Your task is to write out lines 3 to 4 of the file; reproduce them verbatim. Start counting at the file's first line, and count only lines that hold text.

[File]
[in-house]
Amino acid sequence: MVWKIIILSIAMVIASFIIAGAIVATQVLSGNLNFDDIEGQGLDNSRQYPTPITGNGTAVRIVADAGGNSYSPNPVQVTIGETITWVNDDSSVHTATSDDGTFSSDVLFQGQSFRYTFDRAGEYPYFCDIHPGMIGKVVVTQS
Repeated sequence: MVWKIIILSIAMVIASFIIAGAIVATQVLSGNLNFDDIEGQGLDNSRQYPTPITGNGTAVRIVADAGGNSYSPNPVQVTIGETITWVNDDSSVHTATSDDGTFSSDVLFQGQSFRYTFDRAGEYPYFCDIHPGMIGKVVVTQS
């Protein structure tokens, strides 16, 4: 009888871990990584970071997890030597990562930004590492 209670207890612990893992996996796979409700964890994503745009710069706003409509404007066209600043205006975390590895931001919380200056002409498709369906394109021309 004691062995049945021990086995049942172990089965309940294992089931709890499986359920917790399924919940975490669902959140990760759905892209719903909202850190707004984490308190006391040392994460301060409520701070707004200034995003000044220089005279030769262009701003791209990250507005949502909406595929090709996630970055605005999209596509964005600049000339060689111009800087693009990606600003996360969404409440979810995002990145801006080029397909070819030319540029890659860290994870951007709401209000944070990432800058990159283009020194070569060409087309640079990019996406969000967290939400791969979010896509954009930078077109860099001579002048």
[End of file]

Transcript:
Repeated sequence: MVWKIIILSIAMVIASFIIAGAIVATQVLSGNLNFDDIEGQGLDNSRQYPTPITGNGTAVRIVADAGGNSYSPNPVQVTIGETITWVNDDSSVHTATSDDGTFSSDVLFQGQSFRYTFDRAGEYPYFCDIHPGMIGKVVVTQS
């Protein structure tokens, strides 16, 4: 009888871990990584970071997890030597990562930004590492 209670207890612990893992996996796979409700964890994503745009710069706003409509404007066209600043205006975390590895931001919380200056002409498709369906394109021309 004691062995049945021990086995049942172990089965309940294992089931709890499986359920917790399924919940975490669902959140990760759905892209719903909202850190707004984490308190006391040392994460301060409520701070707004200034995003000044220089005279030769262009701003791209990250507005949502909406595929090709996630970055605005999209596509964005600049000339060689111009800087693009990606600003996360969404409440979810995002990145801006080029397909070819030319540029890659860290994870951007709401209000944070990432800058990159283009020194070569060409087309640079990019996406969000967290939400791969979010896509954009930078077109860099001579002048």